Saturday, February 12, 2011

TdA Stage 23. Hell on Wheels.

107km. To Gondar.

The memory of this ride stings so sharply that only now can I speak of it.

It started with midnight fever and chills, mixed with a handful of urgent sprints out of the tent and through a potholed paddyfield.

After staring through my breakfast for ten minutes, I realized that I would have to actually get some of it in my mouth if I wanted it to be useful for the ride. I felt like I was in a zombie movie. Under any other circumstances, I would have stayed home or gone to a hospital. But there was only one thing for me to do. Get on the bike.

I am going to EFI.

I avoid counting down the mileage on my rides, as I cycle for pleasure; however, this was a countdown ride from the moment I got in the saddle. This is the challenge of the EFI. Yes, having support and companionship makes the journey *much* more comfortable/safer/enjoyable in many ways. One luxury that it does not provide is flexibility in time. If I want to EFI, I have to do it on the same day as everyone else. Regardless of what supremely inhuman things my body is doing.

'Epic' is an appropriate word to describe the climb that started the day. At 5.4km/hr and a bathroom stop every few kilometres, the mileage passes painfully slowly. Carrie rode with me as (fortunately?) she was also ill.

Doing basic math at the top of the first climb, it began to sink in that we may not have enough daylight to finish the ride. I decided to keep that thought to myself, though it continued to torture me as I re-calculated with every up and every down and every mile that passed.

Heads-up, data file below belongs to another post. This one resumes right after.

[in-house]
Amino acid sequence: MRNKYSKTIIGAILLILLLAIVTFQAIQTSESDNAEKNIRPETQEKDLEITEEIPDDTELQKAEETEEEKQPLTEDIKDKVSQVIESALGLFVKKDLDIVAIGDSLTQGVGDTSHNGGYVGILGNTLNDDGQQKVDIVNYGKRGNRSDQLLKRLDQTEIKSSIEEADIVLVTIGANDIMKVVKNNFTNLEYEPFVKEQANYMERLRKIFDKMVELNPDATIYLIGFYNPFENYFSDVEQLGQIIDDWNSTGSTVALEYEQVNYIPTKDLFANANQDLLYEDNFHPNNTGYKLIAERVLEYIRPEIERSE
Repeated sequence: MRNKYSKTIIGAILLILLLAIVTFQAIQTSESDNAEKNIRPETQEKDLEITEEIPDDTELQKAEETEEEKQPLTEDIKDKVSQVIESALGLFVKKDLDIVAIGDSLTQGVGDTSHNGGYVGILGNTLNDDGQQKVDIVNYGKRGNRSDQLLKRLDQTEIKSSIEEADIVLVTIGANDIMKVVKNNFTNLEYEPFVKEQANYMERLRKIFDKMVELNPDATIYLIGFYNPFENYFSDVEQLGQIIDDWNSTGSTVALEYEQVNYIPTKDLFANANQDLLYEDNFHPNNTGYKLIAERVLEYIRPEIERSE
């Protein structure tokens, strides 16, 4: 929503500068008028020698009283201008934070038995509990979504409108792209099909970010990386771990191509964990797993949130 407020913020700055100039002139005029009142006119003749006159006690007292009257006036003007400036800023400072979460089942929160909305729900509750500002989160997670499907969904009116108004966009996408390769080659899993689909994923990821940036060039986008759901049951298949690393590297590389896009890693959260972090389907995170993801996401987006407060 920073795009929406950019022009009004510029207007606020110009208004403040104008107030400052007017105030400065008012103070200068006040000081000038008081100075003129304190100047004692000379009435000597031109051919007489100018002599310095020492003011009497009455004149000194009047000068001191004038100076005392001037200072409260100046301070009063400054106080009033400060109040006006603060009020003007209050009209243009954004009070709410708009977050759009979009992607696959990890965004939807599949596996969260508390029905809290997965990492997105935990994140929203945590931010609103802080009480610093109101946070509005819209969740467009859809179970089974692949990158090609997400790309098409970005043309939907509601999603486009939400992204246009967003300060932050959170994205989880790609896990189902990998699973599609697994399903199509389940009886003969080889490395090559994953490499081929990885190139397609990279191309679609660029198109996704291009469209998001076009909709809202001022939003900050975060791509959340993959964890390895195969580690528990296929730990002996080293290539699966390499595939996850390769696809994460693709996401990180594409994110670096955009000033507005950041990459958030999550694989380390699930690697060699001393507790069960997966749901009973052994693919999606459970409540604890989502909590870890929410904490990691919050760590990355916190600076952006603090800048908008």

We stopped for lunch and the dude beside me commented on the amount of body heat I was kicking off. No hiding a fever.

As the ride progressed, the children became less friendly and more aggressive. It started with throwing rocks (some approaching the size of tennis balls) and sticks (imagine a two or three foot pool cue). It seems that these kids have a lot of time to practice their aim. Slightly more troubling were the mobs of kids that would slap/punch/pick-pocket as we passed. One group almost got Carrie off her bike. We were glad to still be together at that point, though I still wouldn't like our chances against a devilish crew like that.

We eventually learned to 'go easy' at the first sight of children, so that we could 'sprint' through the danger zone. Unfortunately, the 'danger zone' was usually near the top of a hill and a 'sprint' in our condition barely registered in the double digits. And, hey, those kids can run! We had some kids carry 17km/hr for what seemed like an eternity. If there is such a thing as bitter admiration, that's what I felt.

I made it, only with the Carrie's unbelievable support. Peter-the-Plumber made it, too. By the hair of his chin, but he did it. Thank god that we have two days in Gondar to recover.
Sent from my BlackBerry device on the Rogers Wireless Network


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